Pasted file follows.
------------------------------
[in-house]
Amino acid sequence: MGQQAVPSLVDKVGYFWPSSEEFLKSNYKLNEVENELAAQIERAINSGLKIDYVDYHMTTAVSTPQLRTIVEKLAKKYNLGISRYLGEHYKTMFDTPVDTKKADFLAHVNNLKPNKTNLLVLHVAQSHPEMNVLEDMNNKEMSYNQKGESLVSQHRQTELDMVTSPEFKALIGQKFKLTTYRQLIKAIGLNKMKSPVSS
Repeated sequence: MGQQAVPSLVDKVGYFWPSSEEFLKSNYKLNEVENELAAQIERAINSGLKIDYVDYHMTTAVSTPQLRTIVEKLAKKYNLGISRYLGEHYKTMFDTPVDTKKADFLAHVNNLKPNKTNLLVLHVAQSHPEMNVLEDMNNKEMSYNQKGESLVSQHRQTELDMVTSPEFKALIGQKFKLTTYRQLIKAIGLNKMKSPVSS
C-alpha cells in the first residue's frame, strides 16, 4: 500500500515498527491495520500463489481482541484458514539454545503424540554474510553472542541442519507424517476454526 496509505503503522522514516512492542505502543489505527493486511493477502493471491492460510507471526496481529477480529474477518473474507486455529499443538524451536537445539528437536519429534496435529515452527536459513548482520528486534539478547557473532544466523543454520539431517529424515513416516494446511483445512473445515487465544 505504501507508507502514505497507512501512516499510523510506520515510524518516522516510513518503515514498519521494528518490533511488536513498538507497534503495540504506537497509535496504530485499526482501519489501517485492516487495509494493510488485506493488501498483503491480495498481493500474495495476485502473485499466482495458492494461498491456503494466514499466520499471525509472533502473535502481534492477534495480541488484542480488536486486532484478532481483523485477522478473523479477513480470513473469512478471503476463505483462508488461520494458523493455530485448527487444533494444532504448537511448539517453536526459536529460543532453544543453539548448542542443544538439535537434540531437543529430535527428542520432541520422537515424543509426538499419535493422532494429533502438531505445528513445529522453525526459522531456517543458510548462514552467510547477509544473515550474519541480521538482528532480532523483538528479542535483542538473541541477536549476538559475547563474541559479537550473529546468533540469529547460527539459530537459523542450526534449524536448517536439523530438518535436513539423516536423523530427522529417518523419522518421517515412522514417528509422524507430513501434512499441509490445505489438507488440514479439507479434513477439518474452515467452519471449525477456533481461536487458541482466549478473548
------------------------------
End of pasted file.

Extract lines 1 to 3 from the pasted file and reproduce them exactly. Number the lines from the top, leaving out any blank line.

[in-house]
Amino acid sequence: MGQQAVPSLVDKVGYFWPSSEEFLKSNYKLNEVENELAAQIERAINSGLKIDYVDYHMTTAVSTPQLRTIVEKLAKKYNLGISRYLGEHYKTMFDTPVDTKKADFLAHVNNLKPNKTNLLVLHVAQSHPEMNVLEDMNNKEMSYNQKGESLVSQHRQTELDMVTSPEFKALIGQKFKLTTYRQLIKAIGLNKMKSPVSS
Repeated sequence: MGQQAVPSLVDKVGYFWPSSEEFLKSNYKLNEVENELAAQIERAINSGLKIDYVDYHMTTAVSTPQLRTIVEKLAKKYNLGISRYLGEHYKTMFDTPVDTKKADFLAHVNNLKPNKTNLLVLHVAQSHPEMNVLEDMNNKEMSYNQKGESLVSQHRQTELDMVTSPEFKALIGQKFKLTTYRQLIKAIGLNKMKSPVSS